I’m going to Granada on a Spanish course with friends so I will post something on the Alhambra!
mt-DNA, or mitochondrial DNA, is DNA inherited solely from the mother. It is found in the organelle mitochondria, in eukaryotic cells. These are cells that convert energy from food into energy that can be used, such as ATP.
Although inherited from the female line, in some species such as mussels, fruit flies and periodical cicadas, mt-DNA is inherited from the male line.
It was first discovered by Margit M.K Nass and Sylvan Nass by electron microscopy in the 1960s.
Haplogroups are groups of people sharing the same variation in mt-DNA. It was used to trace early human origins back to Africa. The haplogroups run from A-Z. For example J stands for Jasmine, and she came from Eurasia. At the root of the haplogroups there is one person, called matrilineal most recent common ancestor (MRCA) for all living humans, and is named Mitochondrial Eve.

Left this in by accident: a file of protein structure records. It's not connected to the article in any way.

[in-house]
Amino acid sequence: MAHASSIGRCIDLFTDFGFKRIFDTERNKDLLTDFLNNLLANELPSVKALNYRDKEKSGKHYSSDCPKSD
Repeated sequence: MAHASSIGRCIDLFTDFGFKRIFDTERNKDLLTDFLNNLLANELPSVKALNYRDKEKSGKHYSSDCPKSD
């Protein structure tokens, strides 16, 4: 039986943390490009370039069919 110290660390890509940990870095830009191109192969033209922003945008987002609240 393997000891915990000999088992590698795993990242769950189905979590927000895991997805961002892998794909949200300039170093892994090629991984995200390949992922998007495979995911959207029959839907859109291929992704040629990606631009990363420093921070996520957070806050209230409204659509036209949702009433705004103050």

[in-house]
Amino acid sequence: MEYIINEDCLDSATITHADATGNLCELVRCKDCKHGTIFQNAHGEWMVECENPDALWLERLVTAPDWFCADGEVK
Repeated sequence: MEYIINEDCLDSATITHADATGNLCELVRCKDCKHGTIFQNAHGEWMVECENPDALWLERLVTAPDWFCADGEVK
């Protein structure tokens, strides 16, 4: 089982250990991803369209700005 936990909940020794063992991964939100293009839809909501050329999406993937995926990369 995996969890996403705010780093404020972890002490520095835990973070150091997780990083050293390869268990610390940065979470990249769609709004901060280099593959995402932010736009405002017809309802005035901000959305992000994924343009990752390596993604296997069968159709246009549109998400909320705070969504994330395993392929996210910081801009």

When mt-DNA mutates, it can lead to diseases (in humans) such as Kearnes-Sayre Syndrome (KSS), which causes a person to lose full function of heart, eye, and muscle movements.
So, why am I even blogging about this? This is a history blog, not a biology blog. Well, mt- DNA can be used to identify bodies, such as Richard III, when he was found in a car park in Leicester. The historian Dr John Ashdown-Hill traced the lineage of Anne of York, Richard’s sister, so she would carry the same mt-DNA through the female line . It was traced to a man called Michael Ibsen. Mr Ibsen provided DNA which was matched to Richard III’s mt-DNA. This proved that the body found in Leicester was, in fact, Richard III, along with the fact that records show he was buried in a Greyfriars church.
This is why a knowledge of mt-DNA is pretty important to someone who wishes to identify someone.
So what is history?
If you look at the wordle picture, you will see that this is all the words someone associates with this subject. ‘Inconsistent’ appears on there, as does ‘understanding’ and ‘people’. History is certainly inconsistent, the changes of religion in Tudor England, for example. Understanding also seems appropriate.